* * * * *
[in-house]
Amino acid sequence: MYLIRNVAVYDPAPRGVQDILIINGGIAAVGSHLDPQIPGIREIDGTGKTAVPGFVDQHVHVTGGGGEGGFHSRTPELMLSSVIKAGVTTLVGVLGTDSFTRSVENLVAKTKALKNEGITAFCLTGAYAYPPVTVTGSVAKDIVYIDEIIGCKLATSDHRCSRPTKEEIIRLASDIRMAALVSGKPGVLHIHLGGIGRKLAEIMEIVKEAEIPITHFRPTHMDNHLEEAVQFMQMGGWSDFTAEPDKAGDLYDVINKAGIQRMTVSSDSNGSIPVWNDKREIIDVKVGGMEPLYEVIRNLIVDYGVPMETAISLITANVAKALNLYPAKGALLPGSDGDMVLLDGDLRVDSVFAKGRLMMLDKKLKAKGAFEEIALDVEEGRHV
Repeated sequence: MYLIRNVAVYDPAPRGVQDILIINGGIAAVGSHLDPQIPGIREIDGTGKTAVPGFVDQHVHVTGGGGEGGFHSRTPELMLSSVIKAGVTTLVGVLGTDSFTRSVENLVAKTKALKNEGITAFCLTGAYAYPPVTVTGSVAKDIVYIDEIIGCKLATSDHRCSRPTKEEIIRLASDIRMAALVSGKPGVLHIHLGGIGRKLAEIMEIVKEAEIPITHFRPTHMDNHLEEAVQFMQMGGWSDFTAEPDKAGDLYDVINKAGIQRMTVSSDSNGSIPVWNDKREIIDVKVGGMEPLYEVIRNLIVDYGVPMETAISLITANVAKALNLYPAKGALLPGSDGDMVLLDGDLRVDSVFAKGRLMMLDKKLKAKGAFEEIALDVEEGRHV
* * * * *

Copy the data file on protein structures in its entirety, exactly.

[in-house]
Amino acid sequence: MYLIRNVAVYDPAPRGVQDILIINGGIAAVGSHLDPQIPGIREIDGTGKTAVPGFVDQHVHVTGGGGEGGFHSRTPELMLSSVIKAGVTTLVGVLGTDSFTRSVENLVAKTKALKNEGITAFCLTGAYAYPPVTVTGSVAKDIVYIDEIIGCKLATSDHRCSRPTKEEIIRLASDIRMAALVSGKPGVLHIHLGGIGRKLAEIMEIVKEAEIPITHFRPTHMDNHLEEAVQFMQMGGWSDFTAEPDKAGDLYDVINKAGIQRMTVSSDSNGSIPVWNDKREIIDVKVGGMEPLYEVIRNLIVDYGVPMETAISLITANVAKALNLYPAKGALLPGSDGDMVLLDGDLRVDSVFAKGRLMMLDKKLKAKGAFEEIALDVEEGRHV
Repeated sequence: MYLIRNVAVYDPAPRGVQDILIINGGIAAVGSHLDPQIPGIREIDGTGKTAVPGFVDQHVHVTGGGGEGGFHSRTPELMLSSVIKAGVTTLVGVLGTDSFTRSVENLVAKTKALKNEGITAFCLTGAYAYPPVTVTGSVAKDIVYIDEIIGCKLATSDHRCSRPTKEEIIRLASDIRMAALVSGKPGVLHIHLGGIGRKLAEIMEIVKEAEIPITHFRPTHMDNHLEEAVQFMQMGGWSDFTAEPDKAGDLYDVINKAGIQRMTVSSDSNGSIPVWNDKREIIDVKVGGMEPLYEVIRNLIVDYGVPMETAISLITANVAKALNLYPAKGALLPGSDGDMVLLDGDLRVDSVFAKGRLMMLDKKLKAKGAFEEIALDVEEGRHV